The Bulan Tujoh Festival

Hello again! I am Lauren Nowakowski, the Ethnographic Collections Intern here at the Ohio History Connection. My job is to photograph and organize the objects in their ethnographic collections. There are items from all over the world, so I never know what I will find in the next box or drawer. Last week I came upon a delicate paper mache piece hand-painted to resemble a human face. I had never encountered anything like it before, so naturally my curiosity took over. Researching objects from faraway cultures can be difficult due to language barriers and lack of recordkeeping. With vast amounts of information on the internet at our fingertips, one can feel overwhelmed.
effigy.png            I started looking into the origins of the effigy head, but found very little information in OHC’s records. The only documentation accompanying it when it was donated in 1934 is that it came from the “Bulan Tujoh Festival” in Java. Bulan tujoh means “seventh month” in Sundanese, which is a dialect spoken on the island of Java in Indonesia. The first Google hit I got was text in the bahasa dialect describing an event known as “the Ghost Festival”. Did this beautiful yet fragile piece of art really travel from the other side of the world nearly a century ago? After my supervisor, Assistant Curator Juli Six, confirmed my findings I kept digging to find out more.


The Ghost Festival is observed by both Buddhists and Taoists in many countries in Southeast Asia. It occurs on the 15th Lunar day of the seventh month (the Ghost Month) of the Chinese Lunar Calendar. The exact date may change from place to place and from year to year, but in Indonesia it usually falls in mid-August. During the Ghost Month, folklore states that the gates of Hell are opened and ghosts who have not found rest on the other side are able to roam free. Throughout the festival people burn make-believe paper money and incense. This burnt money is seen as a gift to the ghosts to protect the living from pranks that ghosts might try to play on them. Some Buddhists believe that offerings and prayers by monks can ease the suffering of seven generations of ancestors. For the main ceremony, images of ancestors and offerings of food are laid out in amazingly elaborate displays. The living feast and provide space for their ancestors to sit with them. At the end of the month, the gates of Hell are said to close and ghosts must return. In a final goodbye, families float river lanterns at night, writing their ancestors’ names on them so that the ghosts will follow them back to the other side. Like rituals in many cultures, the Ghost Festival maintains community connections and allows the living to honor their ancestors.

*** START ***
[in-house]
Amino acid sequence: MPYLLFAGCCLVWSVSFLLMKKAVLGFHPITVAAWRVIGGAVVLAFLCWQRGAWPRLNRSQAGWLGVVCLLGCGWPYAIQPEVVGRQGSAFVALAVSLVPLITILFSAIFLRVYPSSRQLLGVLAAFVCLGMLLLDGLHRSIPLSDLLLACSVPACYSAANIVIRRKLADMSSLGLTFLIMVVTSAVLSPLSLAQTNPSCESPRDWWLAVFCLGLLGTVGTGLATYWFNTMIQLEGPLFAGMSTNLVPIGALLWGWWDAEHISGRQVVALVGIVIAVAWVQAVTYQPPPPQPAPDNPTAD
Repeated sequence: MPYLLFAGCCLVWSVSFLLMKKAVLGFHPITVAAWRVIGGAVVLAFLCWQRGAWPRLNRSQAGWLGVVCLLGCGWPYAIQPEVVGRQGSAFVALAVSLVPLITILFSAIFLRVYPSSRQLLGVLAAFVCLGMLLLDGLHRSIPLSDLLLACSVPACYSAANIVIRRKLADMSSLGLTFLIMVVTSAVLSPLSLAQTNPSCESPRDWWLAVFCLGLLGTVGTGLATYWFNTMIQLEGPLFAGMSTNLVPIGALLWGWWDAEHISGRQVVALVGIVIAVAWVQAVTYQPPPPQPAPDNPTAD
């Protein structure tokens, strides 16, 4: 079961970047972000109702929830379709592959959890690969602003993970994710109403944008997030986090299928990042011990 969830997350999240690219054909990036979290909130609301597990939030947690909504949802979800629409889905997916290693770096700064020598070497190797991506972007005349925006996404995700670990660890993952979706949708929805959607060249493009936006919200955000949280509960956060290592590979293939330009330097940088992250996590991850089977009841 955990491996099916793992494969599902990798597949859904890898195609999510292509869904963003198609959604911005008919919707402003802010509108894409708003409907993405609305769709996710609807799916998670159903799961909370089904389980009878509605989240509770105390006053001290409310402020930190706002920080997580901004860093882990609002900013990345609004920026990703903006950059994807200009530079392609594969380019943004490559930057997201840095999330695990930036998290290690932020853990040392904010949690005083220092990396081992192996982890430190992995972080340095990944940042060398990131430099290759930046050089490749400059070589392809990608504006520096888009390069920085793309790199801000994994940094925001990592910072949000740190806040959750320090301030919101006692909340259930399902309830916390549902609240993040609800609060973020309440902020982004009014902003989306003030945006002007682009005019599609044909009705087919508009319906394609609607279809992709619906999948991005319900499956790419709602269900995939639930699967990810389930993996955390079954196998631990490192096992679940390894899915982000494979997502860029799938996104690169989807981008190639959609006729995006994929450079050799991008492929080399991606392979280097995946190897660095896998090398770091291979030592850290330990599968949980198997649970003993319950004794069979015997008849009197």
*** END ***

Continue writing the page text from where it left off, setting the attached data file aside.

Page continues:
You can learn more about the Ghost Festival here and here. Try some creative “googling” and see what information you can find!



Posted March 4, 2020

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